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How would you describe the purpose of an Interface to a student-class that understand basic OOP design?

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10 Answers 10

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quote from http://java.sun.com/docs/books/tutorial/java/concepts/interface.html

Implementing an interface allows a class to become more formal about the behavior it promises to provide. Interfaces form a contract between the class and the outside world, and this contract is enforced at build time by the compiler. If your class claims to implement an interface, all methods defined by that interface must appear in its source code before the class will successfully compile.

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I prefer the term "contract" to interface, it defines a "contract" that any implementor must abide by.

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As a n00b long ago, the term "contract" never did really make any sense to me. I pondered it for a long time and still couldn't come to terms with it. It did not help me understand interfaces at all...not in the least.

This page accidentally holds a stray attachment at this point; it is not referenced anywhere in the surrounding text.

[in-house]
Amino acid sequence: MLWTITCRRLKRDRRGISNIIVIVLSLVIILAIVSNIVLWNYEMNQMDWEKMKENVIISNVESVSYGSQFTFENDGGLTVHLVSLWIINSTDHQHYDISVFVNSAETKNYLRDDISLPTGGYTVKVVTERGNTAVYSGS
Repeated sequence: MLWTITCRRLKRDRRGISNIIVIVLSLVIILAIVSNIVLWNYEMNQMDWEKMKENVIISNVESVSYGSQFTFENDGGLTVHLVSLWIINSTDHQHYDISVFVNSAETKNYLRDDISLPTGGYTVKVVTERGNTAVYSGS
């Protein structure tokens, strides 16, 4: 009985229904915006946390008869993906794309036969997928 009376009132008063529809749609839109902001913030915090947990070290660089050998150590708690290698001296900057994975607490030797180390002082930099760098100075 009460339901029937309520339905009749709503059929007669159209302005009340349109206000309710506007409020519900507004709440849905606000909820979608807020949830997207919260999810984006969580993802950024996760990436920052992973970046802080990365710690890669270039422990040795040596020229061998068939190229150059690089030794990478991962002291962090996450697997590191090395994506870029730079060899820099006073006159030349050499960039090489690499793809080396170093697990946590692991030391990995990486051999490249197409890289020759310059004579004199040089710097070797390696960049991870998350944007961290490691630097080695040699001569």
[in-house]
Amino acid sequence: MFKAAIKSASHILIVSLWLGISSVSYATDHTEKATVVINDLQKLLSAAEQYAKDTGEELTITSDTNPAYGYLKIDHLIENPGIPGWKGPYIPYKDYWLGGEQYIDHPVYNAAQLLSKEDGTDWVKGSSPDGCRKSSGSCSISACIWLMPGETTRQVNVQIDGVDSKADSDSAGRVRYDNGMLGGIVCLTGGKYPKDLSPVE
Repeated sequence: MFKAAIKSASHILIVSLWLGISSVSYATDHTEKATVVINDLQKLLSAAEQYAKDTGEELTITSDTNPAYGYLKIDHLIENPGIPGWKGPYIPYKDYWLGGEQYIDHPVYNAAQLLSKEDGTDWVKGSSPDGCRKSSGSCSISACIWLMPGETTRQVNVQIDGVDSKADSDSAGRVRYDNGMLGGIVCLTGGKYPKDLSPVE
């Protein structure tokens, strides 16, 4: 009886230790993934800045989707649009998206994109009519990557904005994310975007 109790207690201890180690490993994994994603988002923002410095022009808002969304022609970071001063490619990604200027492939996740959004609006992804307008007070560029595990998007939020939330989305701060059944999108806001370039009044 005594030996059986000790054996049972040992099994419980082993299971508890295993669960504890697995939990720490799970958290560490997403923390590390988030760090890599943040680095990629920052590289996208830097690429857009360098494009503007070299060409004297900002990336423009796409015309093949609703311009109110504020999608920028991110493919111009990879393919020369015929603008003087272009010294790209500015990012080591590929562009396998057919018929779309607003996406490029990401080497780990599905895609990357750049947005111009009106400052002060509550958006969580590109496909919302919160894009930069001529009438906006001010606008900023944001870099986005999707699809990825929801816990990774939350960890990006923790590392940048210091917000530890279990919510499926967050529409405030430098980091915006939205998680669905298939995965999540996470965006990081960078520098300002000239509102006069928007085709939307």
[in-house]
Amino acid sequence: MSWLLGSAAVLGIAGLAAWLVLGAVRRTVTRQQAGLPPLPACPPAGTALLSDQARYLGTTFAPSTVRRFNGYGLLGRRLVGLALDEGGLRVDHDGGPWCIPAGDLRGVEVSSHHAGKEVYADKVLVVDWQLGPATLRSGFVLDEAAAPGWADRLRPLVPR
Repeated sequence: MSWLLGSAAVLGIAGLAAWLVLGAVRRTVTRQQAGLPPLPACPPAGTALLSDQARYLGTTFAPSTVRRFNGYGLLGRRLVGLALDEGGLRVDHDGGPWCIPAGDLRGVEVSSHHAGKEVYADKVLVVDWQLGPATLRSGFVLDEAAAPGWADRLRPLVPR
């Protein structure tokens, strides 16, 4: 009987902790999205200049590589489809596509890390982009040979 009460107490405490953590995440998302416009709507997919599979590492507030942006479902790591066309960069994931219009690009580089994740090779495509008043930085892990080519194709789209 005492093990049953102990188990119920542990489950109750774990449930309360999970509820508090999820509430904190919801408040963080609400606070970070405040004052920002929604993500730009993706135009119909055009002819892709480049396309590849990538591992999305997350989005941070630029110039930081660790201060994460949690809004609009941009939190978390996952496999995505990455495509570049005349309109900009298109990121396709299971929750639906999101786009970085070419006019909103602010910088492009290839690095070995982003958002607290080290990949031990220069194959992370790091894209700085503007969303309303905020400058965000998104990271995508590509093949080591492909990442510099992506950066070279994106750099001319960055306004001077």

So, when I teach others I put it in terms of "characteristics" instead.

So an interface describes characteristics of a type. And a specific type can have multiple sets of characteristics. However, those characteristics must be specifically defined (implemented) by the developer when (s)he decides a type must have those characteristics.

Then, to take it further, I use things like animals while defining sample interfaces instead of typical realistic software solutions. That makes it easier for the student to visualize the need for the interface. On occasion, I use buildings/houses as examples as well.

On occasion, depending on the audience, I'll also use plugs & receptacles from Lowe's or Home Depot to give the example. IE: Have several plugs on the table. They all have different characteristics. But there are two observations:

  1. The plugs aren't implemented. They have no cords hooked up to an encapsulated power source or "codebase" that defines what the interface will provide when it's running.
  2. I only use one type of receptacle that'll fit only one of the plugs in the samples. the other's "characteristics" won't allow the receptacle to use the interface because the receptacle doesn't "implement" the interface characteristics.

I hope this helps.